How Netflix has sold a movie about starting your second chapter.
Radha Blank wrote, directed and stars in The Forty-Year Old Version, out this week on Netflix. In the story, Radha (Blank) is a playwright in New York City who years ago was celebrated as an up-and-coming talent to watch. Now, a decade later, she finds herself teaching writing but frustrated at her lack of success and further recognition. So she sets out to reinvent herself as a rapper, seeking to balance her love of writing with a desire to tell the unique story of who she is and where she’s at.
Netflix’s marketing campaign hasn’t been massive but definitely gets its point across and, importantly, keeps Blank as the focus of the appeal to audiences. Almost exclusively positive reviews to date have given it a 97% Fresh rating on Rotten Tomatoes.
“Find your own voice” is the message being sent on the first poster (by marketing agency Gravillis), released at the end of August. Like the movie itself, the photo of Radha is in black and white, with her shown looking off into the distance.
A series of additional posters came out earlier this week, each showing off a specific element of the movie’s story, from a mix-tape to Radha’s big gold “40” earrings to a necklace depicting the New York skyline.
The first trailer (103,000 views on YouTube) came out at the end of August and immediately introduces us to Radha as someone who experienced some recognition years ago but who has languished since then. With students who disrespect her and others who discount her, she seeks to reinvent herself and tell her story through hip-hop. It’s a rough start but with some inspiration and a bit of help she gets going. It sells a movie that’s not quite inspirational but certainly inventive and all about creativity.
Online and Social
The movie received a fair amount of support on Netflix’s brand social media profiles but that’s about it.
Advertising and Promotions
Among others, the movie’s premiere was scheduled for the 2020 Sundance Film Festival, where it generated pretty positive buzz. It went on to win the Directing Award for U.S. dramatic entries. Shortly after the festival ended Netflix acquired distribution of the film.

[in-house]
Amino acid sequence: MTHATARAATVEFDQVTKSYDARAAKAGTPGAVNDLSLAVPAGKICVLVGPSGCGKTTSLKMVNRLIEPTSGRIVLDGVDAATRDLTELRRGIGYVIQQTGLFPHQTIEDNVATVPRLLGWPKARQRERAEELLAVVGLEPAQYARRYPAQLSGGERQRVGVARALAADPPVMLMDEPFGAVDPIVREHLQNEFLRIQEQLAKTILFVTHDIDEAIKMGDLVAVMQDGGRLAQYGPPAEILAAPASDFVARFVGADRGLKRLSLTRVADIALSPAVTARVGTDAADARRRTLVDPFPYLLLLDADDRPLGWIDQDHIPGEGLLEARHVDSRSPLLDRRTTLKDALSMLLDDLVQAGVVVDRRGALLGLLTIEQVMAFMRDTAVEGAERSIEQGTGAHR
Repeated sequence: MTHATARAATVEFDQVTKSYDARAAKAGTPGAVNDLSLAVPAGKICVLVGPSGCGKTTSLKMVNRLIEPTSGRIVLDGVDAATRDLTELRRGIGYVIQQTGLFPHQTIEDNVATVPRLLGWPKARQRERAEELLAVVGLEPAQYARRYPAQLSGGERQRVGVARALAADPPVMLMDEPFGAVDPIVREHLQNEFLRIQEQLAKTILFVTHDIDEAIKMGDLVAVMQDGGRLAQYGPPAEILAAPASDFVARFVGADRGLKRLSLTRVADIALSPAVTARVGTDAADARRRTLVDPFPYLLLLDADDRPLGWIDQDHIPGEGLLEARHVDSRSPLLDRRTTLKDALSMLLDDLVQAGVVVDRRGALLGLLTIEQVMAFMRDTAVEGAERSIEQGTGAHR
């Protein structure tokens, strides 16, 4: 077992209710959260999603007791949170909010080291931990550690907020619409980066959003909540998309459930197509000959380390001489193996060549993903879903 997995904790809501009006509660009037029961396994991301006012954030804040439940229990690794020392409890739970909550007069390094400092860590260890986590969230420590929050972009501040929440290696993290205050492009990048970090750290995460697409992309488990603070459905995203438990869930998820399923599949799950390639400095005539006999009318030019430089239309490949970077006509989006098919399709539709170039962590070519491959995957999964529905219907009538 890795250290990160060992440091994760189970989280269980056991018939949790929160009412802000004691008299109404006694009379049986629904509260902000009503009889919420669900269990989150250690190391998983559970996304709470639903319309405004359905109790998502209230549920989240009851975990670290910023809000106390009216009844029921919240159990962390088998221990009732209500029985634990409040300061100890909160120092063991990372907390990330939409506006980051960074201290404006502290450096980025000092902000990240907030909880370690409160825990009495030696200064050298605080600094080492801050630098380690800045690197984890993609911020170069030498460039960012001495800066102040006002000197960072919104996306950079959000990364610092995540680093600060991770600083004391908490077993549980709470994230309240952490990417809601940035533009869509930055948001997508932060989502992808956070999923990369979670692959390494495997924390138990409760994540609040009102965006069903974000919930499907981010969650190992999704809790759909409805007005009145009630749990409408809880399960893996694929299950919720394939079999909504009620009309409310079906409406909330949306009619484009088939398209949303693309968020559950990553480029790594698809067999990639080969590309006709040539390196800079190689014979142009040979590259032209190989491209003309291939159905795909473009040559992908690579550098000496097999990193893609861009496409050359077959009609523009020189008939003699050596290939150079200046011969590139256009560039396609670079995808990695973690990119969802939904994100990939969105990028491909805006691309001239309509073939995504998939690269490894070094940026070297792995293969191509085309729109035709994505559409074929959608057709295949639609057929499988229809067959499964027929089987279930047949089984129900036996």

Media and Press
How editor Rob Wilson crafted the story was covered in an interview during Sundance.
Netflix itself published an extensive interview with Blank about how she prepared for her directorial debut. That was one of a few similar profiles of the multi-hyphenate where she talked about hitting a creative high point at this point in her life and how the project was the result of her own creative frustration.
There are lots of movies about white men going through a midlife crisis or trying to reinvent themselves late in life, but not too many about women of color. So this is a great addition to that sub-genre, one with a point of view that’s uncommon on screens.
Not only that, but the marketing is courageous for putting Blank at the center of every aspect of the campaign given she’s not exactly a household name. But she dominates what’s seen here and sells a movie that’s engaging and interesting with someone with a story clearly worth telling.
Picking Up The Spare
Lots more coverage of and interviews with Blank, including how she wanted to show off a unique aspect of New York City, how she took her love of hip-hop to create the story and how this is the result of a lifelong passion.
There was also an interview with the film’s director of photography.
Blank was interviewed again about how she used the film to tell a version of her own story.